Unemployment and other socio-economic crises in South Africa

In our collective analysis, the ongoing worker struggles and community protests represent an ongoing crisis and failure of the social and economic policies of the ANC government. For policies that create decent jobs for large numbers of people, there must be a fundamental change to the structure and direction of the economy away from domination by the financial sector and away from energy- and capital- intensive sectors. As a case in point, the committee noted that the Richard’s Bay aluminium smelter consumes around 10% of our country’s energy resources and yet provides only 1,800 jobs. As the National Union of Metalworkers of South Africa (NUMSA) has convincingly demonstrated and argued before, the immediate closure of the smelter and the reorientation of the skills-set held by the 1,800 workers to renewable and other ecologically sustainable industries would create thousands many more jobs whilst also releasing a significant amount of electricity to the country. The lopsided structure of the South African economy continues at the behest and profit interests of large conglomerates : there is little consideration for sustainably meeting the social, economic and ecological needs of society as a whole. This path will not produce jobs. Instead, it will produce and reproduce job losses, wider systemic unemployment, inequality, poverty, ecological destruction and massive profits for a few. The State of the Nation announcements by President Jacob Zuma of tax incentives and state subsidies to private sector companies for job-creating investment reinforces the above logic : by setting the minimum amount of investment at R200 million to qualify for tax incentives, the schemes announced can only be accessed by large companies and fail to oblige investment. In addition, Zuma’s incentives and subsidies still assume the availability and endless flows of cheap water, oil, land, energy, food supplies, and wastes for the still dominant energy- and capital- intensive sectors. Zuma did not announce a multi-billion rand scheme for workers, unemployed people and communities to take over companies as collectively owned and democratically controlled enterprises that create decent work and also fundamentally change the nature and process of production and the distribution of surplus.

Support for Robertson Abattoir workers and other community struggles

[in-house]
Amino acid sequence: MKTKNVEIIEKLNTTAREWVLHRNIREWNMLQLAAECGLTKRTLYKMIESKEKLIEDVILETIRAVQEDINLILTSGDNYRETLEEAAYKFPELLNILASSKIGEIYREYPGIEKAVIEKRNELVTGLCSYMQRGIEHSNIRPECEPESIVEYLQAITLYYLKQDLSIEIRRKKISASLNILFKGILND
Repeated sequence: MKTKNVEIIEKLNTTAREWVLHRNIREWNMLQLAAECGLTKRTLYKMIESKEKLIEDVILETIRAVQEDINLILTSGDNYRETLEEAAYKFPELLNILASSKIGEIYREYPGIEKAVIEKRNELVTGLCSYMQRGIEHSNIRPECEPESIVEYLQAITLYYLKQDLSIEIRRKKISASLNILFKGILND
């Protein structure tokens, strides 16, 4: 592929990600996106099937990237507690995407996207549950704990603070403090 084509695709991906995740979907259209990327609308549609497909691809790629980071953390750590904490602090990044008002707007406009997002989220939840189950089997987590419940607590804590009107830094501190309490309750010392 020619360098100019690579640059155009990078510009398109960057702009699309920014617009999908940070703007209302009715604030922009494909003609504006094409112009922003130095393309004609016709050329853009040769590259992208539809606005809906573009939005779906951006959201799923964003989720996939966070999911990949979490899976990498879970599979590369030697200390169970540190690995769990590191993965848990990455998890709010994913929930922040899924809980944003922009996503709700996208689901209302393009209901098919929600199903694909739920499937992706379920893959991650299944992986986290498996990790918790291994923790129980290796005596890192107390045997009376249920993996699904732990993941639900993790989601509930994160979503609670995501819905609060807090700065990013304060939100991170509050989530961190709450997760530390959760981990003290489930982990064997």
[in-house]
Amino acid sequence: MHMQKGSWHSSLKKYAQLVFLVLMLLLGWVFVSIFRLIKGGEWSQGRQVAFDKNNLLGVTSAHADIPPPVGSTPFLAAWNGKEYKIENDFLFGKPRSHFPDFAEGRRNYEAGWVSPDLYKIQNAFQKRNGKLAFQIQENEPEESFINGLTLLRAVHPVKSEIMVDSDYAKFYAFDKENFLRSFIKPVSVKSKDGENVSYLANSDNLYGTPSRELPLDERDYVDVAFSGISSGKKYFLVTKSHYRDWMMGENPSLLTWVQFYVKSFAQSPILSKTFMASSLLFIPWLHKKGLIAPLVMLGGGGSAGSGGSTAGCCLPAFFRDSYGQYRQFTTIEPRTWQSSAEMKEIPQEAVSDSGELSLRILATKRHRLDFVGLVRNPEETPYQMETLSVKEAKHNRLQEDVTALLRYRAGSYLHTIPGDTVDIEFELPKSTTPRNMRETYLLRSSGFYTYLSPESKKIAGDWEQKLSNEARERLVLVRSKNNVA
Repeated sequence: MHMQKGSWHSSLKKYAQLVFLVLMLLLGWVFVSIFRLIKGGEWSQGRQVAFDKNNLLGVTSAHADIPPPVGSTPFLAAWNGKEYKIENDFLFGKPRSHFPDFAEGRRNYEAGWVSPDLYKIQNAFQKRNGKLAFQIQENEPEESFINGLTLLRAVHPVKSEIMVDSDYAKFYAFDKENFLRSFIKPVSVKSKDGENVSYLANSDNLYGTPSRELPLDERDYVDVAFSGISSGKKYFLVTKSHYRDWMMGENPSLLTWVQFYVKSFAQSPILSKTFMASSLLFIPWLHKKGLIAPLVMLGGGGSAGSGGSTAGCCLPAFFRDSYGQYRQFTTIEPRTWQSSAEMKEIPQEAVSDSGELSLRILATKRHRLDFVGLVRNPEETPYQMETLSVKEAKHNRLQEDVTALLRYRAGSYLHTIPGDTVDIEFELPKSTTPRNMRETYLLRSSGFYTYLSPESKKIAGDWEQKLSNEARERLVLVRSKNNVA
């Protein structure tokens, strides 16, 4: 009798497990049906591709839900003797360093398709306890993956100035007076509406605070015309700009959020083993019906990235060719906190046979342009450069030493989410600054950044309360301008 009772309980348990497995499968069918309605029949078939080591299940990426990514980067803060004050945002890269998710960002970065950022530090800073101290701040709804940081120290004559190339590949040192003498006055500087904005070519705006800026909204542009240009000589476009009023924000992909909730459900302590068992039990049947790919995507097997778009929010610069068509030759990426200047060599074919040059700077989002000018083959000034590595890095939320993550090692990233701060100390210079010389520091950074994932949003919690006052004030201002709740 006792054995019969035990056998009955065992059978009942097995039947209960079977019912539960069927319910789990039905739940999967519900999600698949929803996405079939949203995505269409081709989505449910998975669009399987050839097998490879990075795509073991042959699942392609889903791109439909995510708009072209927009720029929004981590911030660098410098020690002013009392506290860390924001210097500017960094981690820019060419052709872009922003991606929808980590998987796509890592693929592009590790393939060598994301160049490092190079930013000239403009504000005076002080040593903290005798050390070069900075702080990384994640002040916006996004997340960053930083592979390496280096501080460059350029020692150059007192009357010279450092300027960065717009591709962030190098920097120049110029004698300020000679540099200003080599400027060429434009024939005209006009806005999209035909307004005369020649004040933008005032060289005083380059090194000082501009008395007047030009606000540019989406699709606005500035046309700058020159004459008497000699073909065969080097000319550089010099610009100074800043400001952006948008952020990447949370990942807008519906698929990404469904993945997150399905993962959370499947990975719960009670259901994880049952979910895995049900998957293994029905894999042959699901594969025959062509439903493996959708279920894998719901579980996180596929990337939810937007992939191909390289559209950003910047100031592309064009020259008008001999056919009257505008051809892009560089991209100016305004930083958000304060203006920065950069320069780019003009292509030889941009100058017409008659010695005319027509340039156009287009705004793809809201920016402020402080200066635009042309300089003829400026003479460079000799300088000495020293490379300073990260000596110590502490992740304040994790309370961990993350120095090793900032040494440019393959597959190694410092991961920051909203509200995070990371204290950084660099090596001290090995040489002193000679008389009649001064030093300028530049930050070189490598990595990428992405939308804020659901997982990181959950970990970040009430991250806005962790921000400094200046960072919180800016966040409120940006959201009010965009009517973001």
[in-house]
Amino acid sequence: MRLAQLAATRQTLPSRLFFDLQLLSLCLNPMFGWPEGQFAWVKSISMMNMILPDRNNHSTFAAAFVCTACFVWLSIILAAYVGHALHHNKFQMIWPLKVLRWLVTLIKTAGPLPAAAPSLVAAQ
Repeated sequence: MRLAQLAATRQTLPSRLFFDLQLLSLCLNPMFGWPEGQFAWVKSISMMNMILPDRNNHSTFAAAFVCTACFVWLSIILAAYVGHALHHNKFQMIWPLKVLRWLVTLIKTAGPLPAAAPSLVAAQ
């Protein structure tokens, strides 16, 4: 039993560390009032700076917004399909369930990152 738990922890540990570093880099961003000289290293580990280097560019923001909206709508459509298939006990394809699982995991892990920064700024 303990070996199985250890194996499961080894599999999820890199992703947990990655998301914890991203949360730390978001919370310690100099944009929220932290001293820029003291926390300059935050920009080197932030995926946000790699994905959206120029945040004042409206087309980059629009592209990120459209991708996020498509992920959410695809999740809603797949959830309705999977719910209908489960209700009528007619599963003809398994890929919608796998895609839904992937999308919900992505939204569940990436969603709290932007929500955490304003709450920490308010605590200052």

The DLF calls on all working class communities and organisations to use Saturday, 12 March as a day of solidarity with the 48 workers of Robertson Abattoir who were first subjected to an illegal lockout on the 30th November 2010, and then dismissed on the 3rd of December. These workers and their unions (the Commercial, Stevedoring, Agricultural and Allied Workers’ Union - CSAAWU) critically need support from individuals, activists, trade unions, community organisations, lawyers, professionals and other progressive organisations. The employer (who is also a commercial farmer) treated black workers not as human beings but as an extension of machinery. Workers at the abattoir were forced to work excessive hours under conditions that bear resemblance to slavery. Often they had to work as many as 39 hours overtime in a week being paid a basic wage of only R315 (without benefits). This is illegal and in contravention of the Basic Conditions of Employment Act of 1995 (BCEA). The workers resisted these conditions and joined CSAAWU to organise for decent working conditions and a living wage. The lockout and the dismissals are the employer’s response to penalise the workers for their exercise of their right to freedom of association. The excessive exploitation of the workers was made possible because of the failure of the Department of Labour in Worcester to enforce compliance with the law. In due course, CSAAWU will release details of the solidarity actions for the 12 March 2010 day of action. All the above actions demonstrate the yearning need for sustained social mobilisation of the overwhelming majority of workers, unemployed people and communities behind a programme and set of demands for universal employment, decent work, universal free basic services and an adequate social wage. In the comings months, the DLF will undertake consultations and briefings with trade union federations, community organisations and social movements single-issue campaigns, religious formations and other key progressive organisations behind the goal of building such mobilisation and solidarity. Amongst others, this will include COSATU, NACTU, the UPM, Abahlali baseMijondolo, the Treatment Action Campaign, the Anti-Privatisation Forum and the South African Council of Churches.